Facial reconstruction

Search LJMU Research Online

Browse Repository | Browse E-Theses

Dissociating the influence of perceptual biases and contextual artefacts within target configurations during the planning and control of visually-guided action

Roberts, JW, Gerber, N, Wakefield, C and Simmonds, P Dissociating the influence of perceptual biases and contextual artefacts within target configurations during the planning and control of visually-guided action. Motor Control. ISSN 1087-1640 (Accepted)

[img] Text
Dissociating the influence of perceptual biases and contextual artefacts within target configurations during the planning and control of visually-guided action.pdf - Accepted Version
Restricted to Repository staff only

Download (641kB)

Abstract

The failure of perceptual illusions to elicit corresponding biases within movement supports the view of two visual pathways separately contributing to perception and action. However, several alternative findings may contest this overarching framework. The present study aimed to examine the influence of perceptual illusions within the planning and control of aiming. To achieve this, we manipulated and measured the planning/control phases by respectively perturbing the target illusion (relative size-contrast illusion; Ebbinghaus/Titchener circles) following movement onset and detecting the spatiotemporal characteristics of the movement trajectory. The perceptual bias that was indicated by the perceived target size estimates failed to correspondingly manifest within the effective target size. While movement time (specifically, time after peak velocity) was affected by the target configuration, this outcome was not consistent with the direction of the perceptual illusions. These findings advocate an influence of the surrounding contextual information (e.g., annuli) on movement control that is independent of the direction predicted by the illusion.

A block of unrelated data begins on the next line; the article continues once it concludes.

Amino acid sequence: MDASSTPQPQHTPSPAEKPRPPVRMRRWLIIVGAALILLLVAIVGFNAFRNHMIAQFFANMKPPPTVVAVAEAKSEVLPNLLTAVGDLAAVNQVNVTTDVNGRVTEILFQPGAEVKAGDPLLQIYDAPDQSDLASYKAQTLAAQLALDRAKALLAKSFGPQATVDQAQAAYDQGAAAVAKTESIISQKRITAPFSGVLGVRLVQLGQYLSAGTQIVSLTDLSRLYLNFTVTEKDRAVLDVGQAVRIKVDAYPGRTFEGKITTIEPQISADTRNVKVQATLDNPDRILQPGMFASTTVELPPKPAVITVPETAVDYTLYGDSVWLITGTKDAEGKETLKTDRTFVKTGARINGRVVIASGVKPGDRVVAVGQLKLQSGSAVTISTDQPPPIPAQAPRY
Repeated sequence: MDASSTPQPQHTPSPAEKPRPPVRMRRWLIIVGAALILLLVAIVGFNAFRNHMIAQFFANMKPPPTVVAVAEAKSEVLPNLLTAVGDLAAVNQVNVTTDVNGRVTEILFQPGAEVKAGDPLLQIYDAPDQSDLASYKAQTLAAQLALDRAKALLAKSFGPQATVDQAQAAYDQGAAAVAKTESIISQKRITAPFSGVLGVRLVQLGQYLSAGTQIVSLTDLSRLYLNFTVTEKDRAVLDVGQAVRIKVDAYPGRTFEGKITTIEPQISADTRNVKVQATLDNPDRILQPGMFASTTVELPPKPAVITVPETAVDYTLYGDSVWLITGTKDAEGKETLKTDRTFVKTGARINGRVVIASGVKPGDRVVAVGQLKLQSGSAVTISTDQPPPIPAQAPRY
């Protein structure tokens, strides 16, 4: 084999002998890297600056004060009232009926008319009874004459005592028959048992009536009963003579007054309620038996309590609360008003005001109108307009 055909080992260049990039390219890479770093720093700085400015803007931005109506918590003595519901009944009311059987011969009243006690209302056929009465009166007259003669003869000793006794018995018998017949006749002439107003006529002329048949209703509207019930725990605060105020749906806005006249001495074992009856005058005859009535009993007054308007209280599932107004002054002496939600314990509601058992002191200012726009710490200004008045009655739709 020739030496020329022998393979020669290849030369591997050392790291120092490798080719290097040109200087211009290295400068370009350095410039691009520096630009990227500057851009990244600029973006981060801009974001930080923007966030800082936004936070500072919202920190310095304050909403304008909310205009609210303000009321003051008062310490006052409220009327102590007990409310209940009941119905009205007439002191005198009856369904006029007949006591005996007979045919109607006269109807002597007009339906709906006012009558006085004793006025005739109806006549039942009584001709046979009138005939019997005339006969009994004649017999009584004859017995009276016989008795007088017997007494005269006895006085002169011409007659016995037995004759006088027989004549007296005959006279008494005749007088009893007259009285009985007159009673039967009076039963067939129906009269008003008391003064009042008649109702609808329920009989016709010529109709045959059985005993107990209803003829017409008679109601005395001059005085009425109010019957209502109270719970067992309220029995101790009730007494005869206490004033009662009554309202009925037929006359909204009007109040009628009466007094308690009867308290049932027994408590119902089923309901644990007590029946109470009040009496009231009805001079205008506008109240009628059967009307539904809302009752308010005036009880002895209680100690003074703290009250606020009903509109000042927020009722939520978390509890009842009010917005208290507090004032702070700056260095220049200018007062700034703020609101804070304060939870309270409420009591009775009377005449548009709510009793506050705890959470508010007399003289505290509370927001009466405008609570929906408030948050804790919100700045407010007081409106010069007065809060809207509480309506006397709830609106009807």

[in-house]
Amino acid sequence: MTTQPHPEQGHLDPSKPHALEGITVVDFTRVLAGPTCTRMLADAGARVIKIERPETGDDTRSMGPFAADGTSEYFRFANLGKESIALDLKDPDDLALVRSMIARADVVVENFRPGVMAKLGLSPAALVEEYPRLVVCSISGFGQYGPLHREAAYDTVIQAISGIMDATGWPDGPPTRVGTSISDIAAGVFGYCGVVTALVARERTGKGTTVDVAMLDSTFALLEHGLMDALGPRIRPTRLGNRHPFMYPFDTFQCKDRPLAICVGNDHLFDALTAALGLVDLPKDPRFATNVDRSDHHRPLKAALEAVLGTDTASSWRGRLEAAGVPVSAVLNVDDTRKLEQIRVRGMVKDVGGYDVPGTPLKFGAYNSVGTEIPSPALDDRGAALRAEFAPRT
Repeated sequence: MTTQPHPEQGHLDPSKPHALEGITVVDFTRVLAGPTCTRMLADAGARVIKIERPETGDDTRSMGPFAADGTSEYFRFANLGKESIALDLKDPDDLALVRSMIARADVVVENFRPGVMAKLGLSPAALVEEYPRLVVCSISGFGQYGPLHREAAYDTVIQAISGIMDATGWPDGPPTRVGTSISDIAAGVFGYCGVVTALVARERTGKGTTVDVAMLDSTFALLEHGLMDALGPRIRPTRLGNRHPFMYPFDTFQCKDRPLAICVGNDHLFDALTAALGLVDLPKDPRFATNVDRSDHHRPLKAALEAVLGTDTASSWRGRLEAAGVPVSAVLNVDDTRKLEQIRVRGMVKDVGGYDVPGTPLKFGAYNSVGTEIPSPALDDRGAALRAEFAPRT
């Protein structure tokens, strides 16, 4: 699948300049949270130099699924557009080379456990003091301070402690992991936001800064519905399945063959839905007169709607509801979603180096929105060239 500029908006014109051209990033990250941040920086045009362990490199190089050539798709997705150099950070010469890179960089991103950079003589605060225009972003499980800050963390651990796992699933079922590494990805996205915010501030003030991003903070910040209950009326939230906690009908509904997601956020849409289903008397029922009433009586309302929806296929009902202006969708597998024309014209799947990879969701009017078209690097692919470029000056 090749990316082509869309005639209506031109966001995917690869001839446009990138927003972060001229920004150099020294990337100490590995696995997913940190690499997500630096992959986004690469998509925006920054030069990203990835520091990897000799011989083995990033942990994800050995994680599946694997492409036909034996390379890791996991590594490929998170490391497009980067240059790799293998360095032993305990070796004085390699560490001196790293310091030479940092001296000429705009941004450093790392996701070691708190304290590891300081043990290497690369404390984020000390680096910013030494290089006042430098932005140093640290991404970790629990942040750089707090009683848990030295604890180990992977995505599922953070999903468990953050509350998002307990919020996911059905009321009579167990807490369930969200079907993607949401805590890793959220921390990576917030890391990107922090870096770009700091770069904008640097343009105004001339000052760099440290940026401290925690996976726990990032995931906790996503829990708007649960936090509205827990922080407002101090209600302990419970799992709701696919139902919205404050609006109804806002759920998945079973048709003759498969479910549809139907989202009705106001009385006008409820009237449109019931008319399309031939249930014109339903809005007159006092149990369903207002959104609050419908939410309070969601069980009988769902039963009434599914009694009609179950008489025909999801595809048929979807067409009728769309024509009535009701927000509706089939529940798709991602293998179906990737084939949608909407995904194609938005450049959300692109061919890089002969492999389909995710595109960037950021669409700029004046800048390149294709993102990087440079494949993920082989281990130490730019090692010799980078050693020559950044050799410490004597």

Item Type: Article
Additional Information: Accepted author manuscript version reprinted, by permission, from Motor Control, 2021 (ahead of print). © Human Kinetics, Inc.
Uncontrolled Keywords: 1106 Human Movement and Sports Sciences, 1701 Psychology
Subjects: B Philosophy. Psychology. Religion > BF Psychology
R Medicine > RC Internal medicine > RC1200 Sports Medicine
Divisions: Sport & Exercise Sciences
Publisher: Human Kinetics
Date Deposited: 29 Mar 2021 11:30
Last Modified: 29 Mar 2021 11:30
URI: https://researchonline.ljmu.ac.uk/id/eprint/14706

Actions (login required)

View Item View Item